I generally find myself in agreement with Ben Stein, whose insights are generally well informed, and, well, insightful. But emotion-overrun incidents like the Florida attack tend to drain rationality and logic from otherwise thoughtful people, and so it appears to be with Stein. Consider his recent article in The Spectator, titled: The Time For Civilians To Own AR-15s is over. I am almost tempted to think the article a satire or parody, so stereotypical is its use of emotion devoid of fact or reason in the place of logic, but as an intellectual exercise, if nothing else, I’ll treat it seriously. Stein begins by expressing his general support for the Second Amendment, and for individual “civilian” gun ownership, but quickly contradicts his professed respect for liberty:
But for the life of me, I cannot see why any American civilians need an AR-15 or any other military-style semi-automatic rifle. I understand why people want them. It makes your ordinary nerdy guy seem like he’s tough and rough and ready. It makes him feel as if he’s got some part of him that’s always steely and ready for action. But that’s not enough reason to own a gun that just begs to be used against people.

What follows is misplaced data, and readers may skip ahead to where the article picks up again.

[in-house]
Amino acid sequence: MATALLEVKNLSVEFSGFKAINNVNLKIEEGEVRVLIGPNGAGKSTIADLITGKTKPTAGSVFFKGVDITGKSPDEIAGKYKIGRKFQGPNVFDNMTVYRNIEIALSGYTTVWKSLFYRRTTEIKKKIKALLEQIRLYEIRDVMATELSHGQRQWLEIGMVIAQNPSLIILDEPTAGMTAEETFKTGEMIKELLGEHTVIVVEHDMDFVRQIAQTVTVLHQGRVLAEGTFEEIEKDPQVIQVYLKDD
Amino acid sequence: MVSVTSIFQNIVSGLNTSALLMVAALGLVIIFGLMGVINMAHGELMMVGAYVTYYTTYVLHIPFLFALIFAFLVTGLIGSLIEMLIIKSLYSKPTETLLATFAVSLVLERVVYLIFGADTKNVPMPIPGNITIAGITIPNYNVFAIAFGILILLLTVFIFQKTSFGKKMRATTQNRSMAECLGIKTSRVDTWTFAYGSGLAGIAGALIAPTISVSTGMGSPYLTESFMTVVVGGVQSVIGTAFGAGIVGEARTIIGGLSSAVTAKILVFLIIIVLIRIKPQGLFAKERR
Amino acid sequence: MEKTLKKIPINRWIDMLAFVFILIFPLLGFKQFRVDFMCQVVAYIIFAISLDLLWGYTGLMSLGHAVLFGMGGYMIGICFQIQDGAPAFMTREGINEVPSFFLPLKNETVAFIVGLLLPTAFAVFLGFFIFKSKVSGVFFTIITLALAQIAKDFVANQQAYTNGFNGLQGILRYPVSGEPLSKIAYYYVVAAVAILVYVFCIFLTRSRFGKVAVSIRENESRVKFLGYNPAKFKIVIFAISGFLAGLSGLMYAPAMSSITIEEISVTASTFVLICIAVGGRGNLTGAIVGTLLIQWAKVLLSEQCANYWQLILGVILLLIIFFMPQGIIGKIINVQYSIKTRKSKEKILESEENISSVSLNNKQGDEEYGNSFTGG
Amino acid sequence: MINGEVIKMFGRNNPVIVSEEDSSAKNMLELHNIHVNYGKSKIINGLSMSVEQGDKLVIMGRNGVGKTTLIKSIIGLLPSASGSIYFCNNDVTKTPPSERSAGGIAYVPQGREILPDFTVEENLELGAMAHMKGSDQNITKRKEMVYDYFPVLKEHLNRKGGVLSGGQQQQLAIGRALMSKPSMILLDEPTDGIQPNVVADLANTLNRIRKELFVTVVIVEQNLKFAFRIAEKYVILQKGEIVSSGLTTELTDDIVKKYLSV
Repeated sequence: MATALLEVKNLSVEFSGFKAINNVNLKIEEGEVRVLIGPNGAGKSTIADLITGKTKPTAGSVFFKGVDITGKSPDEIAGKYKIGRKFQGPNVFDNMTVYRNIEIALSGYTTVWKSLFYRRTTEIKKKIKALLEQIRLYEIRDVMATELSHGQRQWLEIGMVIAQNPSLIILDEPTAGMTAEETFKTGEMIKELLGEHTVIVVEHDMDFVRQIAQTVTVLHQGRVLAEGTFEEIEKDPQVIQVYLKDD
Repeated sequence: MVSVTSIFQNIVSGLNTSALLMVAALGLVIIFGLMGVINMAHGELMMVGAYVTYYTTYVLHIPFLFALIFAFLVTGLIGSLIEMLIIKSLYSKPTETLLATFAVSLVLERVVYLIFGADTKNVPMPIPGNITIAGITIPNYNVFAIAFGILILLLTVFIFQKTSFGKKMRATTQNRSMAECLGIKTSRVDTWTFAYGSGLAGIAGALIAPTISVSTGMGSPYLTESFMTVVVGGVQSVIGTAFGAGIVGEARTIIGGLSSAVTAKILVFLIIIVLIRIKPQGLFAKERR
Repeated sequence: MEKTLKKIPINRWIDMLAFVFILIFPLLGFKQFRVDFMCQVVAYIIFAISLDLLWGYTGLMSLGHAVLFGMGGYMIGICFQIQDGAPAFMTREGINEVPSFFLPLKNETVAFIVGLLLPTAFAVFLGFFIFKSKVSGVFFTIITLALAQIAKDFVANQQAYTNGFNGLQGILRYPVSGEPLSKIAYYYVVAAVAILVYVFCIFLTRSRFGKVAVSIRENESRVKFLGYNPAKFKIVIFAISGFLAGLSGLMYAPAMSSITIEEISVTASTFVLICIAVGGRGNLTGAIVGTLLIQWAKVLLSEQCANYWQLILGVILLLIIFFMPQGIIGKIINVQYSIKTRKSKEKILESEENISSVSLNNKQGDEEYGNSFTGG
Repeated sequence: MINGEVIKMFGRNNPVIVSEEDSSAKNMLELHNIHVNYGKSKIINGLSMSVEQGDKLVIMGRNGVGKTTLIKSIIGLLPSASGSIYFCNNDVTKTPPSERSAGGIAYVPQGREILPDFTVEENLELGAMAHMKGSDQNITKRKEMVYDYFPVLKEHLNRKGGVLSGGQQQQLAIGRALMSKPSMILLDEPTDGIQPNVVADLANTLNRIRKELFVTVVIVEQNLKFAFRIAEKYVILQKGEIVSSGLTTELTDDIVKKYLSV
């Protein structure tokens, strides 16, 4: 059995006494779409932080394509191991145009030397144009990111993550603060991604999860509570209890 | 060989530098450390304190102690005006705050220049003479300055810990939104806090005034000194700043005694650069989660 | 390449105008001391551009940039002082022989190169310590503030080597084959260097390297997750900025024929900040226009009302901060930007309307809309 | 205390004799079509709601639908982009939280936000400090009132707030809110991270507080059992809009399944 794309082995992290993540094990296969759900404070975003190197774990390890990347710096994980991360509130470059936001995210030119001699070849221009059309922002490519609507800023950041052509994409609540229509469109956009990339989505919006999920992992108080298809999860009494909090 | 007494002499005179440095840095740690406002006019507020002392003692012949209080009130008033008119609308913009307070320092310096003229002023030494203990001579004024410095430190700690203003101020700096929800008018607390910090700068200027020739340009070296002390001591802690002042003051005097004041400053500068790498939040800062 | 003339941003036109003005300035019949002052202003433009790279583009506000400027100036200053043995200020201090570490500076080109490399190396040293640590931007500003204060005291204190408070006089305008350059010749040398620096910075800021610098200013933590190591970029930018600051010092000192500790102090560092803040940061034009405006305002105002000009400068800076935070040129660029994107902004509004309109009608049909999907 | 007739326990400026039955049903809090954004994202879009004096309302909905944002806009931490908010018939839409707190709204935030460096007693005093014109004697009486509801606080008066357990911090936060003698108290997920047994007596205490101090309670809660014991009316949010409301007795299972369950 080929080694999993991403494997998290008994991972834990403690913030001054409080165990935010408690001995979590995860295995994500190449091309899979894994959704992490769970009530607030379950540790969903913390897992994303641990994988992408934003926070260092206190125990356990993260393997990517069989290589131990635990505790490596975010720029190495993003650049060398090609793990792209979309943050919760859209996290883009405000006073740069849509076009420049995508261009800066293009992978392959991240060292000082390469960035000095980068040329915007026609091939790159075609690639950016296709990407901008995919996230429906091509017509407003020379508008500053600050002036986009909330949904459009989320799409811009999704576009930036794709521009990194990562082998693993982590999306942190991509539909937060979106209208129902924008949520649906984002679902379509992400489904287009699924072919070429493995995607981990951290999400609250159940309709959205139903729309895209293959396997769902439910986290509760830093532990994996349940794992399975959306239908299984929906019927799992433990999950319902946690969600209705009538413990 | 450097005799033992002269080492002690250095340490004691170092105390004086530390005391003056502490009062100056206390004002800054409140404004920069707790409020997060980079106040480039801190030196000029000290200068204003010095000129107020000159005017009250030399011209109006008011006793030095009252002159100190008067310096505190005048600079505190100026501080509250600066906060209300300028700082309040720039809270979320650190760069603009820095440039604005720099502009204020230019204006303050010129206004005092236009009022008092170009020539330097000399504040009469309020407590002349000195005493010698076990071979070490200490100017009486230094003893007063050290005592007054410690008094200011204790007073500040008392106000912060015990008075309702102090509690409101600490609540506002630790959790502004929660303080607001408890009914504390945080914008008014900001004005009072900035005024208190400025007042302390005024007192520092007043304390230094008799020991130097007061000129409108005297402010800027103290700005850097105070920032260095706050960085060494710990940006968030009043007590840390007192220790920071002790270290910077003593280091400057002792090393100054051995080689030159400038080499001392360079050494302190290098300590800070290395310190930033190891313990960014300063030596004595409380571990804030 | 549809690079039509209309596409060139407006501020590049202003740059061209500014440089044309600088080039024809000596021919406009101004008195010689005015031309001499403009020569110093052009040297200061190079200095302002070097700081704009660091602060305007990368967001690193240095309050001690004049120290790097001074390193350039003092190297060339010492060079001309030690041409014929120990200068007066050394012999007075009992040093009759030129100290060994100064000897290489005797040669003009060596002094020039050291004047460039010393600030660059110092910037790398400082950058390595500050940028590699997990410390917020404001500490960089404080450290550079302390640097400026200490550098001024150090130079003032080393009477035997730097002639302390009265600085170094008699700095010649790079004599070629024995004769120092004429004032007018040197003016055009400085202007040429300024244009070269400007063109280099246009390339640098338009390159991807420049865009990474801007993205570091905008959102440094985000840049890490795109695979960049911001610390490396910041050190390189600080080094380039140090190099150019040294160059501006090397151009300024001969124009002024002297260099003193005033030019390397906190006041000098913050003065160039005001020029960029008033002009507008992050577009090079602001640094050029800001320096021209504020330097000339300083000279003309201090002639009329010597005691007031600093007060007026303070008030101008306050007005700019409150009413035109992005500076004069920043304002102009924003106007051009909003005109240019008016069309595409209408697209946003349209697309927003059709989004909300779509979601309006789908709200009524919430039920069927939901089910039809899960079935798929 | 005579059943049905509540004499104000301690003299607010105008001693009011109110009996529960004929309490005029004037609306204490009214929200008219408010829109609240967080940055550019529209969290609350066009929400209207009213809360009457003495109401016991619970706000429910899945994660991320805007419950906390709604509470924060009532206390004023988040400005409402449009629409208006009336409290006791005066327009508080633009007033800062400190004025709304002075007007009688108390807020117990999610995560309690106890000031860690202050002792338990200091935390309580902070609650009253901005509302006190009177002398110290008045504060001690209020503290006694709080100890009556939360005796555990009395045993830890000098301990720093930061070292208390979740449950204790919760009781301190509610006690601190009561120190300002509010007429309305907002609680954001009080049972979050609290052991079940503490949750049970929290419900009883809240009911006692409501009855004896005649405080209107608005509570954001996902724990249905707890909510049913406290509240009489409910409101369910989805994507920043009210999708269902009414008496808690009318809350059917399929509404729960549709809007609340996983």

The value of AR-15s is a topic I’ve frequently addressed:
And most recently:
Stein should know better. No one actually “needs” anything beyond the most basic means of survival: a single pair of pants, a single shirt, one pair of shoes, a minimal daily calorie count, and some substantial vegetation to serve as a makeshift roof, of if one wants to be terribly wasteful of resources, perhaps a tent. We don’t really need a toothbrush, soap, shampoo or deodorant. After all, millions managed to survive before such things were invented. We do not, however, order our lives based on allowing government to tell us what we need. That’s communism, and history teaches how that works. We particularly do not allow this when we’re dealing with a natural, fundamental, unalienable, express constitutional right.
We also don’t ban anything based on how it looks. Corvettes look like they’re made to go fast, and if one goes too fast, they get into accidents and people get killed. By Stein’s logic, Corvettes are not made for basic transportation—that’s for slower, boxier, less fast-looking vehicles–they’re made to kill people. Still, even though car ownership is not an express constitutional right, no one is demanding Corvettes and other fast looking cars be banned, despite the indisputable fact that far more people are killed by car violence than by people using AR-15s.